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Exodus 9:28

Context
9:28 Pray to the Lord, for the mighty 1  thunderings and hail are too much! 2  I will release you and you will stay no longer.” 3 

Exodus 9:34-35

Context
9:34 When Pharaoh saw 4  that the rain and hail and thunder ceased, he sinned again: 5  both he and his servants hardened 6  their hearts. 9:35 So Pharaoh’s heart remained hard, 7  and he did not release the Israelites, as the Lord had predicted through Moses.

1 sn The text has Heb “the voices of God.” The divine epithet can be used to express the superlative (cf. Jonah 3:3).

2 tn The expression וְרַב מִהְיֹת (vÿrav mihyot, “[the mighty thunder and hail] is much from being”) means essentially “more than enough.” This indicates that the storm was too much, or, as one might say, “It is enough.”

3 tn The last clause uses a verbal hendiadys: “you will not add to stand,” meaning “you will no longer stay.”

4 tn The clause beginning with the preterite and vav (ו) consecutive is here subordinated to the next, and main clause – that he hardened his heart again.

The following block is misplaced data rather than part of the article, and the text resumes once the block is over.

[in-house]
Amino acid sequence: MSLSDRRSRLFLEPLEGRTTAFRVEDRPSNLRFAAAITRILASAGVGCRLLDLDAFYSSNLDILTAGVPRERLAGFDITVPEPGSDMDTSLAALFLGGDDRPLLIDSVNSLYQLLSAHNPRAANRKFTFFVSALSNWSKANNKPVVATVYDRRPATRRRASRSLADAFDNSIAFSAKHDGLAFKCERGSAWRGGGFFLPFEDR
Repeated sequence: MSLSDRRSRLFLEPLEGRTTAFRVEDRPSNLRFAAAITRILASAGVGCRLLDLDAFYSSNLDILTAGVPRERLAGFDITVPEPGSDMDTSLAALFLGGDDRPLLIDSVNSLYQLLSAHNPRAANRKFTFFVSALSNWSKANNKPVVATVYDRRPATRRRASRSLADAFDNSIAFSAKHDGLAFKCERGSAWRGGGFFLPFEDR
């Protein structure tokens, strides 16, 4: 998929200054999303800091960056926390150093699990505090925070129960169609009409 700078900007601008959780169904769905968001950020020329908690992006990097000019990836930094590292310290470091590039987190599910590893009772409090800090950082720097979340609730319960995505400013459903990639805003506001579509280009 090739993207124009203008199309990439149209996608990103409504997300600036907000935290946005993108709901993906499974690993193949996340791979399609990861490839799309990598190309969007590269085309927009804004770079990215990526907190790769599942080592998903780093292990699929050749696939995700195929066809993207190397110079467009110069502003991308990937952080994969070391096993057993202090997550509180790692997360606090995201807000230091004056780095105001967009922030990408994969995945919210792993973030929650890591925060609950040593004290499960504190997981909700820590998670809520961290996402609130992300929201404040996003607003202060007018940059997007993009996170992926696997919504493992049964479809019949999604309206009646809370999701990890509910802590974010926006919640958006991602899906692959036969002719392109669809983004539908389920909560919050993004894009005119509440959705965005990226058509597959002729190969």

5 tn The construction is another verbal hendiadys: וַיֹּסֶף לַחֲטֹּא (vayyosef lakhatto’), literally rendered “and he added to sin.” The infinitive construct becomes the main verb, and the Hiphil preterite becomes adverbial. The text is clearly interpreting as sin the hardening of Pharaoh’s heart and his refusal to release Israel. At the least this means that the plagues are his fault, but the expression probably means more than this – he was disobeying Yahweh God.

6 tn This phrase translates the Hebrew word כָּבֵד (kaved); see S. R. Driver, Exodus, 53.

7 tn The verb about Pharaoh’s heart in v. 35 is וַיֶּחֱזַק (vayyekhezaq), a Qal preterite: “and it was hardened” or “strengthened to resist.” This forms the summary statement of this stage in the drama. The verb used in v. 34 to report Pharaoh’s response was וַיַּכְבֵּד (vayyakhbed), a Hiphil preterite: “and he hardened [his heart]” or made it stubborn. The use of two descriptions of Pharaoh’s heart in close succession, along with mention of his servants’ heart condition, underscores the growing extent of the problem.



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